Hayley Wickenheiser is the best female hockey player in the world.
Yup, I know. I have a knack for stating the obvious.
Everywhere she goes in the women’s game, she dominates.
She made headlines by becoming the first woman to play a skating position on a professional men’s hockey club (goaltender Manon Rheaume was, of course, the first woman to ever play pro men’s hockey).
She lives and speaks with the same kind of fire with which she plays.
She was the quotable quote at the Salt Lake City Olympics when word struck Team USA players were trouncing on the Canadian flag in their dressing room.
More recently, she has become an advocate for growth of women’s hockey, not just in Canada but also globally — all in the face of back-room chatter that the sport isn’t strong enough to maintain Olympic status.
She spoke eloquently last month at the Molson Canadian World Hockey Summit, challenging countries to reach beyond societal stigma of women playing sports and help young girls grow and flourish as athletes.
She spoke of strides made toward the creation of a professional women’s hockey league, one that you said you would go watch.
And this past Thursday, she stole the spotlight by announcing she would be playing for CIS hockey for the University of Calgary Dinos.
Danielle Goyette, Dinos head coach, recruited her longtime teammate on the national squad.
“She will show the girls how hard you have to work to become the best player in the world,” Goyette said during the official announcement. “It’s going to help our team to get better and bring it to the next level.”
Hayley’s going back to finish her kinesiology degree.
She has five years of eligibility at the CIS level.
And she’s 32.
Kinda ripe for a rookie.
For Hayley, though, it was the right timing. Typically, she spends her off-Olympic winters skating with the Oval X-Treme in the Western Women’s Hockey League.
But that team has suspended operations for the season.
Or, she’s gone to Europe to play pro men’s hockey.
You have to figure, though, moving her family to Finland or Sweden has to be tough.
So here she’ll stay and don the Dinos colours.
You are split on the decision.
@DerekTaylorFSR: Here’s what’s wrong with Cdn. college sports…32-year-old former pros can play CIS hockey. http://bit.ly/9bpj9X #Wickenheiser
@ValerieWatts: Hayley Wickenheiser to play for U of C… Is that even fair!?
@FrammaZamma: Hayley Wickenheiser @wick_22 needs to get over herself. Move on and give a spot to a deserving young player.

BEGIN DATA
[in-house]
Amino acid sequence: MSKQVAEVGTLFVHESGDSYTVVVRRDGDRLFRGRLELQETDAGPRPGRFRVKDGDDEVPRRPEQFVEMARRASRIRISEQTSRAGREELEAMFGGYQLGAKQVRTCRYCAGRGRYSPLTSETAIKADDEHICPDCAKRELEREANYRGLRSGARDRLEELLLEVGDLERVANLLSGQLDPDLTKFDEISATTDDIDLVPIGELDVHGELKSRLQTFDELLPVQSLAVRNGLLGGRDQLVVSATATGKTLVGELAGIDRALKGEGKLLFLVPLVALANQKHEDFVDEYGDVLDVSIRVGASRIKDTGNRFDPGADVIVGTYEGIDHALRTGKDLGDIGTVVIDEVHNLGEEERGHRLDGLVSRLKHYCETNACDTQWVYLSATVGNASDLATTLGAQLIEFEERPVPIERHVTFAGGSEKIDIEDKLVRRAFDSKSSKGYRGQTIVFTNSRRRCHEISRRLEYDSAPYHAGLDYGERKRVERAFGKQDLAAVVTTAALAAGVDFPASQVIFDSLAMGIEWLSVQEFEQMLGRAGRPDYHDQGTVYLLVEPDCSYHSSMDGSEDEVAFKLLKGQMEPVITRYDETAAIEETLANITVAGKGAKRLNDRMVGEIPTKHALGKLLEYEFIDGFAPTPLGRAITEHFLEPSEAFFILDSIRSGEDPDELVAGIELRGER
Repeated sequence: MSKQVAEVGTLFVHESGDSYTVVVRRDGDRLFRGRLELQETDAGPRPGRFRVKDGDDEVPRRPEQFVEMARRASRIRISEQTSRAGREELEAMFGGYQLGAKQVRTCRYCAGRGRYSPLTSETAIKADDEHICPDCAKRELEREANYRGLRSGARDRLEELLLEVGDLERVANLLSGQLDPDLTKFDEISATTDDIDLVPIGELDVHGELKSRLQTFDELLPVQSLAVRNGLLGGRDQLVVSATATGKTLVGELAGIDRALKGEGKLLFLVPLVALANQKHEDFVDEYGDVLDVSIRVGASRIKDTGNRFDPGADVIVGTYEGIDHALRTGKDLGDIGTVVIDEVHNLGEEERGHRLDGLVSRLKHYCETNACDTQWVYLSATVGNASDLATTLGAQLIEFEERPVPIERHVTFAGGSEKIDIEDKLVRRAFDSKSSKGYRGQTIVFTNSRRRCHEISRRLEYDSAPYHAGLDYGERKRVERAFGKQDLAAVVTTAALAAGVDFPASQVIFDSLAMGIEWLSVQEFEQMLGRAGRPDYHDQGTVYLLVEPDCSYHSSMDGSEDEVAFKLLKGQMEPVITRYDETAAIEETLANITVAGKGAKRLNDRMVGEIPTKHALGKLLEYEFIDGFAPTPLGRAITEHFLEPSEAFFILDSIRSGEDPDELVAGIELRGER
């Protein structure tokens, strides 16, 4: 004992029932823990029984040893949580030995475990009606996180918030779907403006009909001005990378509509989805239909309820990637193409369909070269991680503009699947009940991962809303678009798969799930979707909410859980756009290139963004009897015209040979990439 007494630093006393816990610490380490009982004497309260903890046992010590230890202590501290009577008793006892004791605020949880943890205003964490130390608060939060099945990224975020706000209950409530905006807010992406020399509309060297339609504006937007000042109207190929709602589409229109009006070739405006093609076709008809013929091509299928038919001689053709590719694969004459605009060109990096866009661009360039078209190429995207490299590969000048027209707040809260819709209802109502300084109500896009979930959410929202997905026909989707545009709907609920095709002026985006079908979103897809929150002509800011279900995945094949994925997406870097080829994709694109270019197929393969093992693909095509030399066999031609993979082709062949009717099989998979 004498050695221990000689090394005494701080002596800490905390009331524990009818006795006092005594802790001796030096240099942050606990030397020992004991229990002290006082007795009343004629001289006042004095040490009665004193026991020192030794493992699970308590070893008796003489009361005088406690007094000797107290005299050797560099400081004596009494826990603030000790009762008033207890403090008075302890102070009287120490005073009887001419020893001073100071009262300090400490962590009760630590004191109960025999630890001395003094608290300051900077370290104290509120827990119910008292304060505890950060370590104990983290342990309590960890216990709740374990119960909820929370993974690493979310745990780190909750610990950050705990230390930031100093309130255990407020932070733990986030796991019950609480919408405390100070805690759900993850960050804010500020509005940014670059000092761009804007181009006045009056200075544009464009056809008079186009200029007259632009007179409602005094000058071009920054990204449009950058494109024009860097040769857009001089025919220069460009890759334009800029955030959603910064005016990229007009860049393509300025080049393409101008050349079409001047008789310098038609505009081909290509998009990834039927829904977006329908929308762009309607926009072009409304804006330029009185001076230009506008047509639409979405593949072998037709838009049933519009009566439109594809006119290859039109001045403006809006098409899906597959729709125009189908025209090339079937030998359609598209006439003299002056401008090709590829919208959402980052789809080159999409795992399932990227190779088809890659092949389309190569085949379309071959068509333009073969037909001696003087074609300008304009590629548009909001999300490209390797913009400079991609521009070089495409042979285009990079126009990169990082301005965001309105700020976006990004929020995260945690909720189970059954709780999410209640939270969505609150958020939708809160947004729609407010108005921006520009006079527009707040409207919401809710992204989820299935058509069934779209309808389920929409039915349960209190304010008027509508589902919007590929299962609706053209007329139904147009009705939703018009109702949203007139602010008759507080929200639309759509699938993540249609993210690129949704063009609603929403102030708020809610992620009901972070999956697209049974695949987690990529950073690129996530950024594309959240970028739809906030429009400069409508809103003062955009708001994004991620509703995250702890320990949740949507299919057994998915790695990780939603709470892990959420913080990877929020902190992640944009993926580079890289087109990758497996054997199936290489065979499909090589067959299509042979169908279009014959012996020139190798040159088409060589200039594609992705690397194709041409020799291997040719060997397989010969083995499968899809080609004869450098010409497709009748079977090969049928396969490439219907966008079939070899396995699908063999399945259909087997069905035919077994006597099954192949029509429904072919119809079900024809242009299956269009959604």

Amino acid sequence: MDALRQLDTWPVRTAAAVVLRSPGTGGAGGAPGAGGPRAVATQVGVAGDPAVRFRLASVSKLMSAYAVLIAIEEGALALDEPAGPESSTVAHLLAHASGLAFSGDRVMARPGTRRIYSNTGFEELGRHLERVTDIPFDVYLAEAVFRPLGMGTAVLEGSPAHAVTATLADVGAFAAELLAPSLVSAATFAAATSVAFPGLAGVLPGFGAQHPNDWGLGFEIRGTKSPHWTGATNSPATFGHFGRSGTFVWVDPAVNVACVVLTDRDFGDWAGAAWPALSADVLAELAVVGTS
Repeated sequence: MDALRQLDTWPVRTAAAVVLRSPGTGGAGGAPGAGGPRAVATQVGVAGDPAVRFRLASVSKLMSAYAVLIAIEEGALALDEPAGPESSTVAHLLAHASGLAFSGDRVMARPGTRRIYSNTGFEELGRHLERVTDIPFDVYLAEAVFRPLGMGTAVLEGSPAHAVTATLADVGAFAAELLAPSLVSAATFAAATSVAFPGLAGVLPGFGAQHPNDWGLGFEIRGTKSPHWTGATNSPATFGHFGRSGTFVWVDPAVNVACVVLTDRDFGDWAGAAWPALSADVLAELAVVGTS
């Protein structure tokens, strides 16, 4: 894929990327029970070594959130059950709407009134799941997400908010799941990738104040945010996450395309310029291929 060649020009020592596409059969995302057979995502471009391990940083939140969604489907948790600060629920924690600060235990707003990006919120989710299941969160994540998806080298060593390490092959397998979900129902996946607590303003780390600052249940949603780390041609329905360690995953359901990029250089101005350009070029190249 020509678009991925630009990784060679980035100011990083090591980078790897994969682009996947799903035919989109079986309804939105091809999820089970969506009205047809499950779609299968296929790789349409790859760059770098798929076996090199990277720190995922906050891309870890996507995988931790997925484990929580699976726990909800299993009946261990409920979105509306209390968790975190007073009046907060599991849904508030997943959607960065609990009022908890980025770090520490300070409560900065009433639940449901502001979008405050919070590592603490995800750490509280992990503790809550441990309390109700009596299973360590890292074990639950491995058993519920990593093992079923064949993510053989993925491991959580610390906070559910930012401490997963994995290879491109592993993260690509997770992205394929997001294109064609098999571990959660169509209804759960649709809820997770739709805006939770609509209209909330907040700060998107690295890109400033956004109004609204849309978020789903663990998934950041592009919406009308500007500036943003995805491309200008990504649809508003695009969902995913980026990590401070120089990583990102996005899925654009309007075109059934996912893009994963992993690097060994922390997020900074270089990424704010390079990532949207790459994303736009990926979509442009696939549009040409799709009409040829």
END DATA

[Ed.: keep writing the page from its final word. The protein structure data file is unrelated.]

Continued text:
@JSaggau: I don’t know if it helps the women’s game at all but I would definitely go watch. She’s a Canadian legend.
@JimPap: Nope. Taking a spot from someone who busted butt to get there, just so she has somewhere to play. Totally selfish
@askrickdotcom: No! Great move for herself. Not doing anything for women’s hockey. Shannon Millers coaching university hockey helps.
@ToriePeterson: I can’t wait to check out the Dinos. I’ll admit it – she’s piqued my interest. I’m sure I’m not alone in this.
@DanPagan: Yes, depends on if Hayley can help bring the Dinos team to the next level and make other players better.
@itstara88: I’d love to go see one of her games
@AbbyPlaysHockey: someone with her credentials should really boost interest. i’d def go see if i was in the area or nearby.
@brennancreative: If it draws more attention to the CIS woman’s game and increases attendance it can’t hurt.
A status update on Hayley’s Facebook fan page lit up with well wishes, positive messages and congratulations.
Here’s the thing.
She’s the best player in the world.
Yeah, I already said that.
She has three gold medals and one silver medal at the Olympics. She has six golds and three silvers at the world championships.
So the question is why? Why Canadian Interuniversity Sport women’s hockey? Why three, four, maybe five or six steps down from what she’s used to playing?
“It was the right timing, coming off the Olympic year,” she said during the press conference. “I want to go back to school and work on my degree. Everything worked out where I have the option to play here, practise with the men’s team and still play all of the national team events. It seemed like it was the best situation at this time.”
It’s fair to expect she will skate onto the ice and instantly dominate.
It’s fair to expect she will skate circles around the competition.
Maybe it’s also fair to expect she will serve as a player/assistant coach, helping Goyette and the rest of the Dinos coaching staff in teaching the intricacies of the game and leading her teammates through the various stages of improvement.
And how can anyone deny this excitement:
“I think it’s amazing being able to play with Hayley,” Dinos goaltender Kiersten Giesbrecht said. “I’ve been dreaming about it since I was little. It’s going to be great.”
Last month, at the Summit in Toronto, Hayley was part of a panel that discussed Canada’s national-team members acting as mentors, sharing their skills and knowledge with grass-roots organizations around the world.
But it’s also important to remember that we need to keep developing the game on our own soil.
Maybe this is Step 1 for Hayley becoming that mentor, not just inspiring little girls and young women around the world with her play, her gold-medal chewing and her flag waving, but also with her teaching and her support.
And there’s nothing selfish about that.